A Taylor Swift love story: How pop icon is bringing a new, young audience to the NFL

Arrie Flathouse took her first steps to Taylor Swift’s hit song “Tim McGraw.”

The pop icon was a constant part of the now 16-year-old Arrie’s childhood as she grew up in the Houston area with two older sisters who adored Swift. Arrie came to love Swift, too, dressing up as her for Halloween and listening to her albums.


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Arrie never got much into football, though, despite having a mom, Kara, who spent her weekends tuned into college and NFL games. That included games played by the Chiefs since Kara, like Kansas City quarterback Patrick Mahomes, is a Texas Tech alum. Despite Kara’s attempts to get her daughters interested, football never clicked with Arrie, so Kara usually spent those weekend afternoons watching games alone.

But that changed last summer after Arrie saw clips of the “New Heights” podcast, on which one of the hosts, Chiefs tight end Travis Kelce, described his attempts to give Swift his number via a friendship bracelet.

The little exchange had quite an impact on Arrie.

Already a devoted listener to the podcast, Kara got so excited when her daughter started talking about the Kelce clips. Over the following months, social media worked its magic, and by the time Swift showed up to her first Chiefs game in late September, Arrie was tuned in.

“This is crazy,” Arrie said. “This isn’t Swifties’ theories. This is for real. So that’s when I started watching football because I was like, ‘If she’s gonna be at the games, I’ve got to see her.’”

Arrie has since tuned into pretty much every Chiefs game, embracing not only the Taylor Swift-Travis Kelce romance but the entire Kelce family. She’s watched Amazon Prime’s documentary about his brother, Eagles center Jason Kelce, became a devoted listener of the Kelce brothers’ “New Heights” podcast and even started watching Eagles games.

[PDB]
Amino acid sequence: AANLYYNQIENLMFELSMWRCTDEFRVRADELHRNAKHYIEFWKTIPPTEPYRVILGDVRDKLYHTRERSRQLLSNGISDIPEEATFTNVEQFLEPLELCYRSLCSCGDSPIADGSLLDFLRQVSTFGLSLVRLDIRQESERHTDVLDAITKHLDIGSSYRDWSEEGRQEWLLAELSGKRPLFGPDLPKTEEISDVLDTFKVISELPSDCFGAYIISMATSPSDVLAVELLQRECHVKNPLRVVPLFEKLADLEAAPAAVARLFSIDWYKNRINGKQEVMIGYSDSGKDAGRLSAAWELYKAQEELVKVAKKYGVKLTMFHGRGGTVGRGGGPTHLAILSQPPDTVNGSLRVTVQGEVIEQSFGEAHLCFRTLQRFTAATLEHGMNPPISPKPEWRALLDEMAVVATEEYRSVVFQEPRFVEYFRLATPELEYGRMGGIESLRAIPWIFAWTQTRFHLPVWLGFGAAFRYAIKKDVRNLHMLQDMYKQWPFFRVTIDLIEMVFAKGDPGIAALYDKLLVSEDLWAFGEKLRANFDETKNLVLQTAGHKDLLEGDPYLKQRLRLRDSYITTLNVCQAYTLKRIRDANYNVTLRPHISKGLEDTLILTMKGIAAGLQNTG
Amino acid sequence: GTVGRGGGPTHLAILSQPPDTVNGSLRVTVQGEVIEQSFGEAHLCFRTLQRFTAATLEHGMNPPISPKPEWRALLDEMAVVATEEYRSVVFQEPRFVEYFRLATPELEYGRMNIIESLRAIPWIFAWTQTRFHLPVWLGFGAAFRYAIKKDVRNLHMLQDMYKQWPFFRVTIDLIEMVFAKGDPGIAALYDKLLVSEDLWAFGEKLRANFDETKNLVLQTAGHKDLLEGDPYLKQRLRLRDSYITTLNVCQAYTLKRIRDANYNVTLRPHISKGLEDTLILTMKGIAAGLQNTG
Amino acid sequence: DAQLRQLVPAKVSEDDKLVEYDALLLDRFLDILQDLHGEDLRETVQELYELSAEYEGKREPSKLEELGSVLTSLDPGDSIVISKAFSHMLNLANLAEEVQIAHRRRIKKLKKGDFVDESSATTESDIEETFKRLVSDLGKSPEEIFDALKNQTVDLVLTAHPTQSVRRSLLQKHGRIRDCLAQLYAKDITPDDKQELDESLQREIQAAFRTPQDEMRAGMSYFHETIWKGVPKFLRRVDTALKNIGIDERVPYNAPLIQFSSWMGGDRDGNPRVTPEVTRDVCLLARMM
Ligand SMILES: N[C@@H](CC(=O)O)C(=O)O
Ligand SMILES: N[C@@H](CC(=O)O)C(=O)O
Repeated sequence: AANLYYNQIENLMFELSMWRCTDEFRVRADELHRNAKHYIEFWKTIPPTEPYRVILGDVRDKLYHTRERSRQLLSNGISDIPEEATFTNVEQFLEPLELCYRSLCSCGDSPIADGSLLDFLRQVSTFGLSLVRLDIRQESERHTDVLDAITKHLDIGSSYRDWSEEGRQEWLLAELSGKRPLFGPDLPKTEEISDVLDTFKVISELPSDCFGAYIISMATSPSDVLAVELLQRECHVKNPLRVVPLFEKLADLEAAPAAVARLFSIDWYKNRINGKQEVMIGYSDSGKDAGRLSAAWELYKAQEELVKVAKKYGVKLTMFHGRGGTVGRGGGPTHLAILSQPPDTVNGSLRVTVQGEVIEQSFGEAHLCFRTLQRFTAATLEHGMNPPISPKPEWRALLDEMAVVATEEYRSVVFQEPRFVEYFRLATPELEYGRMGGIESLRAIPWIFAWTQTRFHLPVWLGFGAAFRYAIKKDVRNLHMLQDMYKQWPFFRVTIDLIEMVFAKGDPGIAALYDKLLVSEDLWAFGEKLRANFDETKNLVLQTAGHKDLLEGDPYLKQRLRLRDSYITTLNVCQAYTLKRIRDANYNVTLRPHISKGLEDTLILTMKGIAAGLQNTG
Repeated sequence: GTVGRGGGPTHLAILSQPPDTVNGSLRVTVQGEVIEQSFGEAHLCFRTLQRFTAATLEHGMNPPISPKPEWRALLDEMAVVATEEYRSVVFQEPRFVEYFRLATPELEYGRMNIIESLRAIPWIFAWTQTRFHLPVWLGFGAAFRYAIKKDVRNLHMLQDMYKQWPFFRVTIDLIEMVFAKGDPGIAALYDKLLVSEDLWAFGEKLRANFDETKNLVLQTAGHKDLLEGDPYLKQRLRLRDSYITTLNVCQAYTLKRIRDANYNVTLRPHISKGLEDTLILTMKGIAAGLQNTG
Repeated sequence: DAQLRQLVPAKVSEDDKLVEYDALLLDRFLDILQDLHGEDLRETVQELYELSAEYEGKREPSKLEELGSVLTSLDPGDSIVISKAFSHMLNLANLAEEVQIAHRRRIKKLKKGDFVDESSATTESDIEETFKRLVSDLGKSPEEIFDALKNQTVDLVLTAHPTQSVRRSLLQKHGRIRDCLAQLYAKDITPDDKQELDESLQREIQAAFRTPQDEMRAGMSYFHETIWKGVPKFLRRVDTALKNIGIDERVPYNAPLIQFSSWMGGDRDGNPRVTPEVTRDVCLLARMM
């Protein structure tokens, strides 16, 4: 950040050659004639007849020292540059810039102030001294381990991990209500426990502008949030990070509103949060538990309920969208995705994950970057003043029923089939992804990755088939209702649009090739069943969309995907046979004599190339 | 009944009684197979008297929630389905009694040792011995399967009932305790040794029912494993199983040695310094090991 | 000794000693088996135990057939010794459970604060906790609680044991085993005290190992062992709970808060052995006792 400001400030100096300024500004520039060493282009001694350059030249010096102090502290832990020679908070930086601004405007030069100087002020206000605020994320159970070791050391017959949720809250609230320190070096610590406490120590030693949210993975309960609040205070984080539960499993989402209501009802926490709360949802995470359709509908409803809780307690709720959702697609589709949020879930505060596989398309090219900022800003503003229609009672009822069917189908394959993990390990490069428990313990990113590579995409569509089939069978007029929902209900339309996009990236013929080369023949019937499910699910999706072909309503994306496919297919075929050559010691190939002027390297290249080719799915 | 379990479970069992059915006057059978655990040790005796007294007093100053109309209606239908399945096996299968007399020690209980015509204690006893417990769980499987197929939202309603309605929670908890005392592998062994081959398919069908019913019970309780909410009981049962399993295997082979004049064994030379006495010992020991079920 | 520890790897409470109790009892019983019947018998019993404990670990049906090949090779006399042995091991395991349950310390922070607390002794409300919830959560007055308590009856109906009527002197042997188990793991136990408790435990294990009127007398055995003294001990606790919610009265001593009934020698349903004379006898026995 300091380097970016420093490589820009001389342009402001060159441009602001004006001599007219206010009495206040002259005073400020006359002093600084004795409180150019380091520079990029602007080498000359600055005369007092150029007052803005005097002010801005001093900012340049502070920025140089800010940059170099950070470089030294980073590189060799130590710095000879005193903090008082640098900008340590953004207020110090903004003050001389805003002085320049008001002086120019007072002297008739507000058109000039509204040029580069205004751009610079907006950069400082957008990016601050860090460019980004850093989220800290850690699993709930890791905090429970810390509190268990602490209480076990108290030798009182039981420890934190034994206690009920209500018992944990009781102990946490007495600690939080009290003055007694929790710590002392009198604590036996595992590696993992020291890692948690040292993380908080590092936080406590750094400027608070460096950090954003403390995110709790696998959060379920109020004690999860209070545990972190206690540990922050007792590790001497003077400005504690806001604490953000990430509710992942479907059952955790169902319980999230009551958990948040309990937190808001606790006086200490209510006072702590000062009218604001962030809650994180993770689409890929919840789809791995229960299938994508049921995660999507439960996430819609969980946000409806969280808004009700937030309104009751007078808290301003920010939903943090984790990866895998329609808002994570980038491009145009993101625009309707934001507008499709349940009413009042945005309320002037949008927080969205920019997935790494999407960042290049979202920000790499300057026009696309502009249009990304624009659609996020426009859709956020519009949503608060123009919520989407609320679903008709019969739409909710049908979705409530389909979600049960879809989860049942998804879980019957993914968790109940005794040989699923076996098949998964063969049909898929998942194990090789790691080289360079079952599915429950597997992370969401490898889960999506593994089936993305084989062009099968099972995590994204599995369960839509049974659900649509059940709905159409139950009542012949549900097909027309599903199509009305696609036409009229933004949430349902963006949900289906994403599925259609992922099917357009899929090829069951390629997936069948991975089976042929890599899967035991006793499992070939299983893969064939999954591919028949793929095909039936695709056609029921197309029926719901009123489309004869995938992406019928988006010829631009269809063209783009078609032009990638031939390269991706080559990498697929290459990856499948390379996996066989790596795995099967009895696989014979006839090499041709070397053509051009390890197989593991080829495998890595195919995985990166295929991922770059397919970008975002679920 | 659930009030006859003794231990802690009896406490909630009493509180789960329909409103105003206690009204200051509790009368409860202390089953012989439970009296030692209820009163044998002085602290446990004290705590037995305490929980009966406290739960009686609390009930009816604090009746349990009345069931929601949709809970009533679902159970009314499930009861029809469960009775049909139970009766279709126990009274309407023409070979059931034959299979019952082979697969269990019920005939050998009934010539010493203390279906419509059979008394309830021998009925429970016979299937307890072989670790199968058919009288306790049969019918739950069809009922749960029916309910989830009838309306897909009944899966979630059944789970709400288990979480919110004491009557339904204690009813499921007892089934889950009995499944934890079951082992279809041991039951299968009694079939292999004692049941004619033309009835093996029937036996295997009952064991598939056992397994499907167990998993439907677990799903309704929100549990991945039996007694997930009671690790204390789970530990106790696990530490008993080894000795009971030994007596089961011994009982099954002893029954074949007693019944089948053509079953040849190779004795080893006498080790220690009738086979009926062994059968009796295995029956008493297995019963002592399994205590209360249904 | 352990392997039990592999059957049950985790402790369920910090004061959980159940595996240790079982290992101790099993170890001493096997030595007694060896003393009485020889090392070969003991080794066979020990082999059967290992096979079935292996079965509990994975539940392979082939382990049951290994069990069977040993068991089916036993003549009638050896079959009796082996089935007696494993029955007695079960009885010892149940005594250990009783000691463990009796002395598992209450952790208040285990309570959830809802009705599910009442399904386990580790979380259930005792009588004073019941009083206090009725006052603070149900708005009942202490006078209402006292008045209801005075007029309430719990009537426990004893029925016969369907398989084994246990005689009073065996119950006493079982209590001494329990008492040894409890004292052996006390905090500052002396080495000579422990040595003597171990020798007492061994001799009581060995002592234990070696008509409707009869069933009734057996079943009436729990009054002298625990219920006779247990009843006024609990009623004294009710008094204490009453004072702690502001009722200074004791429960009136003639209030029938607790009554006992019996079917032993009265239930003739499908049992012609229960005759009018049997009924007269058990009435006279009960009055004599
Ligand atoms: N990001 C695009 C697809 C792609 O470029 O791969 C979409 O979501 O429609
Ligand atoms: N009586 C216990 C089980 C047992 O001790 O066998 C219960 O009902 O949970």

“Even if Taylor is not there, I think I enjoy (the game) a lot more,” said Arrie, whose parents promised to buy her a Travis Kelce jersey soon.


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Kara smiles listening to her daughter describe her newfound interest in a sport she bonded over with her own dad. Kara doesn’t want to push too hard, but she loves it when she sees Arrie’s head pop over the stair banister if she hears football on the TV. Much to Kara’s delight, that tends to lead to quality time together watching games with her daughter. It’s also led to questions about the sport itself.

“It’s been really fun for me,” said Kara, who posted a viral video in the fall about her glee that Swift finally converted her daughter to a football fan. “I love it.”

The Flathouse family isn’t an anomaly. Far from it. Swift’s arrival on the football stage has led to countless stories of football-loving parents bonding with their Swiftie kids. Even Chiefs CEO Clark Hunt is hearing them.

“I frequently have dads come up to me and say, ‘My 10- and 12-year-old daughters never used to watch football, but they now tell me anytime the Kansas City Chiefs are playing to tell them so they can watch,” Hunt said this week in Las Vegas, where the Chiefs are preparing to face the San Francisco 49ers in Super Bowl LVIII. “I was at a function a little over a week ago and I had a woman, probably in her mid-20s, who came up to me, introduced herself as a Swiftie and told me her entire family is Dallas Cowboys fans and that she used to not follow football at all, but now she’s all-in on the Kansas City Chiefs. I think there are a lot of examples like that out there.”

One story just like that belongs to Todd Kale, a Cowboys fan who posted a now-viral video of his 11-year-old daughter Briley reciting football facts from the couch.

The Kale family lives near Houston. They’re Cowboys season-ticket holders and their five daughters love going to games. They know the big-name Dallas players but never really watched the game with their dad, instead embracing the atmosphere of a game day or just enjoying eating hot wings, their Sunday ritual, rather than engaging much with the actual football.

But Briley, the middle child of the family, grew up a Swift fan thanks to her older sisters and has passed the love for Swift onto her younger siblings. Todd wasn’t sure how Briley first learned of Swift’s connection to Kelce, but a few months back, he was watching a Sunday night game with his wife and realized Briley was in the living room. She started asking questions: What’s a safety? What’s a cornerback? How many points is a touchdown worth?

It didn’t take long for Todd to realize where this was coming from.